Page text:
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Letter to Client: On being ‘happy’ versus ‘satisfied’

by Catherine Jan on November 21, 2011

Dear Client,Happy Fleuriste Paris

The words “happy” and “satisfied” have led to some disagreement, so I’d like to clarify the different notions of happiness.

  • Yes, Happy Birthday (or as you say, Happy Birz-day) is Joyeux Anniversaire.
  • Yes, there are flower shops called “Happy” and beauty salons called “Happy Cosmétologie” that employ smiling, good-spirited staff.
  • Yes, Happy, one of the seven dwarfs, is called Joyeux in French.

Hence, when I translate “satisfait” intoHappy Cosmétologie Paris “happy” instead of “satisfied” in a text about customer service, you become unhappy/unsatisfied.

Happy is too joyful, too gay, according to you.

Coincidentally I just received a short email from, the company that will set you straight on what it means to be happy. I had bought cards from Moo for the first time.

Moo wrote:

I hope you’ve received – and are happy with – your first purchase with us.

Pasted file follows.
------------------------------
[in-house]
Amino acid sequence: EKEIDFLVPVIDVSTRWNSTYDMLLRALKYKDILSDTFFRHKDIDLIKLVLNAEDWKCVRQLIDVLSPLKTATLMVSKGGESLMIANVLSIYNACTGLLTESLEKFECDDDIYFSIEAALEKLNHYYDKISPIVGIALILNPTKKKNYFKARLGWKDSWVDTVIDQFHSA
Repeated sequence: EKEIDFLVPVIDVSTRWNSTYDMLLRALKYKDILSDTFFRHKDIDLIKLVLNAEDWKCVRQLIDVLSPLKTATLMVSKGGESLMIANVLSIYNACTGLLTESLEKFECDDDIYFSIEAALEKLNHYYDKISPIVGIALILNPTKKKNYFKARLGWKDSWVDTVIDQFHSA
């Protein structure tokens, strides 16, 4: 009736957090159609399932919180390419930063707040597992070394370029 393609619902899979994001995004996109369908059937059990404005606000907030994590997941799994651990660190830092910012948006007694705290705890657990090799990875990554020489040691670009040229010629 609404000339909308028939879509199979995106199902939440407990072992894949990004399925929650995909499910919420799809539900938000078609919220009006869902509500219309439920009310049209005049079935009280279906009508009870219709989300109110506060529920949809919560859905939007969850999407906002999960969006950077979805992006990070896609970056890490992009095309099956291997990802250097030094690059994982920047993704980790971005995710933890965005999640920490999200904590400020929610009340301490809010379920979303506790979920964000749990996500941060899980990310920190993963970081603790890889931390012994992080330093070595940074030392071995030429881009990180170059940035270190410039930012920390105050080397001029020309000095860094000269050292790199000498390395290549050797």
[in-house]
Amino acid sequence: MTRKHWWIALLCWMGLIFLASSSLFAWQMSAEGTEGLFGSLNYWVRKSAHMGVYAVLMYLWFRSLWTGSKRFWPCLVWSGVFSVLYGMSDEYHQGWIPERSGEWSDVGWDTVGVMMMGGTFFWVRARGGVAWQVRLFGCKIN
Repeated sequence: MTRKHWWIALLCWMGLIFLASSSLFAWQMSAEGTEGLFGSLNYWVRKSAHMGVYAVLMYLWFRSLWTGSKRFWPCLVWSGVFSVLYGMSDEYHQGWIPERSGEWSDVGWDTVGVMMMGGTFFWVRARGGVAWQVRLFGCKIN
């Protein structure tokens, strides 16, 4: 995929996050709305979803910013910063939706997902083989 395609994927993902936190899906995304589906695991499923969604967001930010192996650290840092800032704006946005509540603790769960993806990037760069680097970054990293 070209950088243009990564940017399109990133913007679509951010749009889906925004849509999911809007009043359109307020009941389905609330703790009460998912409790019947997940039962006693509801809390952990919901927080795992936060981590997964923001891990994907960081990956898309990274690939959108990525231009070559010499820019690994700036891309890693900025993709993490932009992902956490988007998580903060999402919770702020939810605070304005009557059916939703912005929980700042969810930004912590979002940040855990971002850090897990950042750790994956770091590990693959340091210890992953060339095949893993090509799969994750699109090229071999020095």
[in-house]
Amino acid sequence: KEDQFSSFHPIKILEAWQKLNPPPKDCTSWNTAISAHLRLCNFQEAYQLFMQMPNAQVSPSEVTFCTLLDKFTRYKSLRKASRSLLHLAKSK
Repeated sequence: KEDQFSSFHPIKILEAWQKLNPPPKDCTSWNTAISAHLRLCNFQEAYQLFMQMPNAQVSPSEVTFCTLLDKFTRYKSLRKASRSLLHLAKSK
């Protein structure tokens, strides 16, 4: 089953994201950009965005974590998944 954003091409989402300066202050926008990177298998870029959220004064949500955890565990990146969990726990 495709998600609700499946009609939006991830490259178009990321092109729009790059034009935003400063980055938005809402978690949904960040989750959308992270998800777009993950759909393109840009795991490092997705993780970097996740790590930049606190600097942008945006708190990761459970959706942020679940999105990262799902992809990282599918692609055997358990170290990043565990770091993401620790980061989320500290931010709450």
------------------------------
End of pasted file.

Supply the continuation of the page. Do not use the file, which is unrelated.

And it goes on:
They requested customer feedback and continued:

We like to think our customers are happy with the things they’ve made at MOO.

Moo did not use “satisfied” in either sentence, because English-speaking customers expect to be made “happy” (but not in cheery, upbeat way).

Client, ever since the day you raised doubts about the word “happy” and whether or not being happy requires smiling, I’ve been seeing “happy” everywhere. To my surprise, “Happy Hour” has strangely become plural in most Parisian bars.

Bruno, like his fellow restaurant and bar owners, highlights his three-hour deal and good grammar to attract passers-by:

Chez Bruno - Happy Hours with an s

Bruno may have deformed the expression "Happy Hour" but at least he knows that plural nouns take an s.